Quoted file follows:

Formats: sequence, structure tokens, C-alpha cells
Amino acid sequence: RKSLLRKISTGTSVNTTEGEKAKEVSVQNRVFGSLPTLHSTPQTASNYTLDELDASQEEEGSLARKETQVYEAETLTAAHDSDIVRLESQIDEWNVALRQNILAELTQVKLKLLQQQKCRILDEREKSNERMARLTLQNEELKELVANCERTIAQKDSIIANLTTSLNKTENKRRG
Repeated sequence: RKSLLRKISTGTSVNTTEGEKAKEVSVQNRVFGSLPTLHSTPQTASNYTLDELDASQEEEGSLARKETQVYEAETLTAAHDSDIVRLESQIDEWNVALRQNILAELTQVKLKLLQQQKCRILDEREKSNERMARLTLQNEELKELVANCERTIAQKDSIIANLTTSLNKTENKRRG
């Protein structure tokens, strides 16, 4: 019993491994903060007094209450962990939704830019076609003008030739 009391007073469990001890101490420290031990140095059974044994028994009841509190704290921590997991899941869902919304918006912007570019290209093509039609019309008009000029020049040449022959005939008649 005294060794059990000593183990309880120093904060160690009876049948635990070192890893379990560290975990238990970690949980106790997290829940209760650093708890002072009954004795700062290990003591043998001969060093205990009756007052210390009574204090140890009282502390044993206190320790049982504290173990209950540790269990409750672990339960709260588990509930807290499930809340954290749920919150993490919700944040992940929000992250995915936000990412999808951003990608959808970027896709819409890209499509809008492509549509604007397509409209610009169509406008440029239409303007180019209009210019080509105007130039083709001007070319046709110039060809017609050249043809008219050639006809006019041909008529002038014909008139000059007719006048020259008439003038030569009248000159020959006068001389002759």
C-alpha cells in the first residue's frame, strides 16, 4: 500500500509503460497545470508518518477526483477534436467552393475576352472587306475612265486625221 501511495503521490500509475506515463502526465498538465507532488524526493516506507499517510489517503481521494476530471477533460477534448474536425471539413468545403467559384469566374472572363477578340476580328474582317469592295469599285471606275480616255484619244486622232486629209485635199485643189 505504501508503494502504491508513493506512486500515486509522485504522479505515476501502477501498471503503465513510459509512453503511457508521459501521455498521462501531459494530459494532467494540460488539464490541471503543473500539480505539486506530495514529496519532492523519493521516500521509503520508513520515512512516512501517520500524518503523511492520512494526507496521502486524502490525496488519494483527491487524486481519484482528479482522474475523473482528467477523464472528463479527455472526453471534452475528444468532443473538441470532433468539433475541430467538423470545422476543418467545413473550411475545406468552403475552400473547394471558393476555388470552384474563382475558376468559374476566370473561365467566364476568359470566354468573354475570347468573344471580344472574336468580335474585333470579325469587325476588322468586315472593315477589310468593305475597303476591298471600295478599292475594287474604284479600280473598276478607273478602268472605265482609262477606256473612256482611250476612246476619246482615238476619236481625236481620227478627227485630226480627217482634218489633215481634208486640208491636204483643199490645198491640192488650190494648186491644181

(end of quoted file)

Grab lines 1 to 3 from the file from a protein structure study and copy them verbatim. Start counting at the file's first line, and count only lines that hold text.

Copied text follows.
Formats: sequence, structure tokens, C-alpha cells
Amino acid sequence: RKSLLRKISTGTSVNTTEGEKAKEVSVQNRVFGSLPTLHSTPQTASNYTLDELDASQEEEGSLARKETQVYEAETLTAAHDSDIVRLESQIDEWNVALRQNILAELTQVKLKLLQQQKCRILDEREKSNERMARLTLQNEELKELVANCERTIAQKDSIIANLTTSLNKTENKRRG
Repeated sequence: RKSLLRKISTGTSVNTTEGEKAKEVSVQNRVFGSLPTLHSTPQTASNYTLDELDASQEEEGSLARKETQVYEAETLTAAHDSDIVRLESQIDEWNVALRQNILAELTQVKLKLLQQQKCRILDEREKSNERMARLTLQNEELKELVANCERTIAQKDSIIANLTTSLNKTENKRRG